Despite the fact that folic acid can prevent some of the most common birth defects, young women aren’t getting enough of it. Only one in three women ages 18-24 takes a daily supplement containing folic acid, according to statistics from the Centers for Disease Control and Prevention in Atlanta, Ga. This age group accounts for roughly 30 percent of all births in the United States.
“Everyone needs folic acid, but it is especially important for women of childbearing age,” explains Heather Hamner, MS, MPH, a nutritional epidemiologist for the CDC’s National Center on Birth Defects and Developmental Disabilities Prevention Research Team. “Folic acid has been found to reduce a woman’s risk of having a baby born with a serious birth defect of the brain and spine by 50-70 percent if taken before and during the first three months of pregnancy.”
Because many of these brain and spinal defects occur early in the first trimester, before many women are aware they are pregnant, it is important that all women of childbearing years take folic acid – regardless of whether or not they are pregnant.
Folate is a water-soluble B-vitamin that occurs naturally in foods including leafy-green vegetables, certain fruits, dried beans and peas. Folic acid is a synthetic form of folate that is found in fortified foods and supplements.
The Recommended Dietary Allowance for folate is 400 micrograms per day for everyone age 14 and older. For pregnant women, the recommendation is 600 micrograms; for women who are breastfeeding, it is 500 micrograms. Despite these recommendations from the Institute of Medicine of the National Academy of Sciences, it seems the message just isn’t getting out.
“Many women have heard of folic acid, but they don’t know that it can help prevent serious birth defects of the brain and spine,” Hamner said. “In 2007, only 12 percent of women ages 18-45 knew that folic acid can help prevent birth defects.” The numbers were even lower for women ages 18-24.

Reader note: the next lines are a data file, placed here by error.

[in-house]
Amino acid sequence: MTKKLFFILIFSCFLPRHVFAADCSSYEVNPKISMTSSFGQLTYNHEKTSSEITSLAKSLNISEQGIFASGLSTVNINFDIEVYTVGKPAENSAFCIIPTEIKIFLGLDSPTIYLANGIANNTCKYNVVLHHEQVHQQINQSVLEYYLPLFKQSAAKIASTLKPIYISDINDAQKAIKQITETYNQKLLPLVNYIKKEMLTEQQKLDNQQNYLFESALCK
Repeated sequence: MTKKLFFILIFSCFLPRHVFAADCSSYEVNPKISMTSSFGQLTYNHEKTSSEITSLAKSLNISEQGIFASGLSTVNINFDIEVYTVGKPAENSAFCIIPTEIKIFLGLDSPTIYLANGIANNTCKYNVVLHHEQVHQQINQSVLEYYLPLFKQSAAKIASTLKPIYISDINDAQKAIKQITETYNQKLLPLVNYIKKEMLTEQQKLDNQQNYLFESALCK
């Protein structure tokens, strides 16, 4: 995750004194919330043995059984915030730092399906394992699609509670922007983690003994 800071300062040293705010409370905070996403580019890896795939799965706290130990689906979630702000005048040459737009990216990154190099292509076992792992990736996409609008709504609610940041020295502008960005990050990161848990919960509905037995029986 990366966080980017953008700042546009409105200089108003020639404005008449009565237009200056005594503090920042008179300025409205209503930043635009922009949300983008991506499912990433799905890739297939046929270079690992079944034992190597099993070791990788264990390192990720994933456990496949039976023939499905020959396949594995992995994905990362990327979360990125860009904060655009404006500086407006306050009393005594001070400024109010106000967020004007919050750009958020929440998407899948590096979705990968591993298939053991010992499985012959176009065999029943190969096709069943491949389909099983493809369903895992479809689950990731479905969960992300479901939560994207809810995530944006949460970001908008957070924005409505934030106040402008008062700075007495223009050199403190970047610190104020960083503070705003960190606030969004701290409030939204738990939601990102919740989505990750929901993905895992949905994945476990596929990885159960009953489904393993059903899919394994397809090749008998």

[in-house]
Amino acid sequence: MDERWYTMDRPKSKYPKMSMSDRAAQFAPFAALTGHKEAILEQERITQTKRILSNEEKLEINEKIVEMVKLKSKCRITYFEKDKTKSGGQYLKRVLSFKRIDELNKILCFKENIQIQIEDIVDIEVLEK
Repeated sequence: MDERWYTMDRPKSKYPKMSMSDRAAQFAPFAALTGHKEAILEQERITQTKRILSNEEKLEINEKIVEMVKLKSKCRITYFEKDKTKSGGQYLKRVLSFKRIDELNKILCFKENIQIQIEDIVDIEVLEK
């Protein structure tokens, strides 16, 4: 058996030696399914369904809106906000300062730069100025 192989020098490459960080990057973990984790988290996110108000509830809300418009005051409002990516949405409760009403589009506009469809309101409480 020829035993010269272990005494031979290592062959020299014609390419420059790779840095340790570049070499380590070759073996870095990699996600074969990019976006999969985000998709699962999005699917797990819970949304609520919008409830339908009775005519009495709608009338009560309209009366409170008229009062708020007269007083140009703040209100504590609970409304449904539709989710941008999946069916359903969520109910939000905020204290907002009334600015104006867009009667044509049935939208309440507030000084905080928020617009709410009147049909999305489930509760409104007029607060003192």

According to the CDC, folic acid consumption is an area of special concern for Hispanic women. Hispanic women are less likely to have heard about folic acid, to know it can prevent birth defects, or take vitamins containing folic acid before pregnancy. As a result, Hispanic women have lower blood folate levels and their children are 1.5 to three times more likely to have a neural tube birth defect, such as spinal bifida, than the children of non-Hispanic white women.
Here are a few tips from Hamner for women to make sure they get all the folic acid they need:
• Include fortified foods in your diet (breads, pastas, breakfast cereals with folic acid).
• Try some new recipes that include folate-rich foods (orange juice, beans, dark leafy green vegetables, such as spinach).
• Make taking a supplement containing folic acid a habit.
• Tell a friend how important it is to take folic acid, especially if she may become pregnant some day.
In addition to folic acid, women of childbearing age should consume adequate amounts of calcium with vitamin D and DHA omega-3, an essential fatty acid and building block of infant nutrition that may promote a healthy pregnancy and prevent late preterm birth.
The National Osteoporosis Foundation recommends that pregnant and nursing women consume 1,000 milligrams of calcium per day and between 400 and 800 international units of vitamin D per day. Vitamin D helps the body absorb and retain calcium. Pregnant and nursing women should consume at least 200 milligrams per day of DHA omega-3, which is the same recommendation for the general population.
Soccer star and new mom Mia Hamm has teamed up with the Society for Women’s Health Research to provide women with information about these nutrients. Hamm is featured in a series of television and radio public service announcements, which began airing nationwide in February. A Web site, http://www.TheBig3.org, provides more information on the nutrients.
Centers for Disease Control and Prevention. “Use of Supplements Containing Folic Acid Among Women of Childbearing Age - United States, 2007.” Morbidity and Mortality Weekly Report. v. 57, n. 1, pp. 5-8. Atlanta, GA, 2008.
Institute of Medicine. Food and Nutrition Board. “Dietary Reference Intakes: Thiamin, riboflavin, niacin, vitamin B6, folate, vitamin B12, pantothenic acid, biotin, and choline.” National Academy Press. Washington, DC, 1998.
Source: Society for Women’s Health Research (SWHR)